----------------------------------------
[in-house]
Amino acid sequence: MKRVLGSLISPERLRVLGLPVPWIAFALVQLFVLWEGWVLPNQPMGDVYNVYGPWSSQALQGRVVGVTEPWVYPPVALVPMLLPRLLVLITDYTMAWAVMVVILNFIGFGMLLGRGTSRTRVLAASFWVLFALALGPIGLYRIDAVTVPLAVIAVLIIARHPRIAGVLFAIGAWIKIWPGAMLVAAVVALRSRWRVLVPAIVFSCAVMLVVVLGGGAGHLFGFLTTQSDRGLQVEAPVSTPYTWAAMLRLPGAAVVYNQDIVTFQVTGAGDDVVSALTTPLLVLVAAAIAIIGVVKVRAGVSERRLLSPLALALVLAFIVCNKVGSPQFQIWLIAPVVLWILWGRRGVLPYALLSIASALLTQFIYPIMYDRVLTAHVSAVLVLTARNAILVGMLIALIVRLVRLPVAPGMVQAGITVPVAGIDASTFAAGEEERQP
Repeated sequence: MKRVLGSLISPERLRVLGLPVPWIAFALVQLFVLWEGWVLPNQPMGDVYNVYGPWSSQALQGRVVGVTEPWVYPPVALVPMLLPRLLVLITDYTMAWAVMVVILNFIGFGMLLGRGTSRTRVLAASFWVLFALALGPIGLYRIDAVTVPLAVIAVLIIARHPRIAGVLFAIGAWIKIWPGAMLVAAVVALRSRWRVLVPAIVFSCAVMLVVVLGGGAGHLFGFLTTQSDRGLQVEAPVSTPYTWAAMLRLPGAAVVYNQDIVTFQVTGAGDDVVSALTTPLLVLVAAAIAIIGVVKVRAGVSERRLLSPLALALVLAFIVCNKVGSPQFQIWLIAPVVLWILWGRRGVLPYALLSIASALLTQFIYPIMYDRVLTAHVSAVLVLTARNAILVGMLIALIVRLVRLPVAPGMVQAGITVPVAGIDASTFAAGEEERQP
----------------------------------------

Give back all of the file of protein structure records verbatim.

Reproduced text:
[in-house]
Amino acid sequence: MKRVLGSLISPERLRVLGLPVPWIAFALVQLFVLWEGWVLPNQPMGDVYNVYGPWSSQALQGRVVGVTEPWVYPPVALVPMLLPRLLVLITDYTMAWAVMVVILNFIGFGMLLGRGTSRTRVLAASFWVLFALALGPIGLYRIDAVTVPLAVIAVLIIARHPRIAGVLFAIGAWIKIWPGAMLVAAVVALRSRWRVLVPAIVFSCAVMLVVVLGGGAGHLFGFLTTQSDRGLQVEAPVSTPYTWAAMLRLPGAAVVYNQDIVTFQVTGAGDDVVSALTTPLLVLVAAAIAIIGVVKVRAGVSERRLLSPLALALVLAFIVCNKVGSPQFQIWLIAPVVLWILWGRRGVLPYALLSIASALLTQFIYPIMYDRVLTAHVSAVLVLTARNAILVGMLIALIVRLVRLPVAPGMVQAGITVPVAGIDASTFAAGEEERQP
Repeated sequence: MKRVLGSLISPERLRVLGLPVPWIAFALVQLFVLWEGWVLPNQPMGDVYNVYGPWSSQALQGRVVGVTEPWVYPPVALVPMLLPRLLVLITDYTMAWAVMVVILNFIGFGMLLGRGTSRTRVLAASFWVLFALALGPIGLYRIDAVTVPLAVIAVLIIARHPRIAGVLFAIGAWIKIWPGAMLVAAVVALRSRWRVLVPAIVFSCAVMLVVVLGGGAGHLFGFLTTQSDRGLQVEAPVSTPYTWAAMLRLPGAAVVYNQDIVTFQVTGAGDDVVSALTTPLLVLVAAAIAIIGVVKVRAGVSERRLLSPLALALVLAFIVCNKVGSPQFQIWLIAPVVLWILWGRRGVLPYALLSIASALLTQFIYPIMYDRVLTAHVSAVLVLTARNAILVGMLIALIVRLVRLPVAPGMVQAGITVPVAGIDASTFAAGEEERQP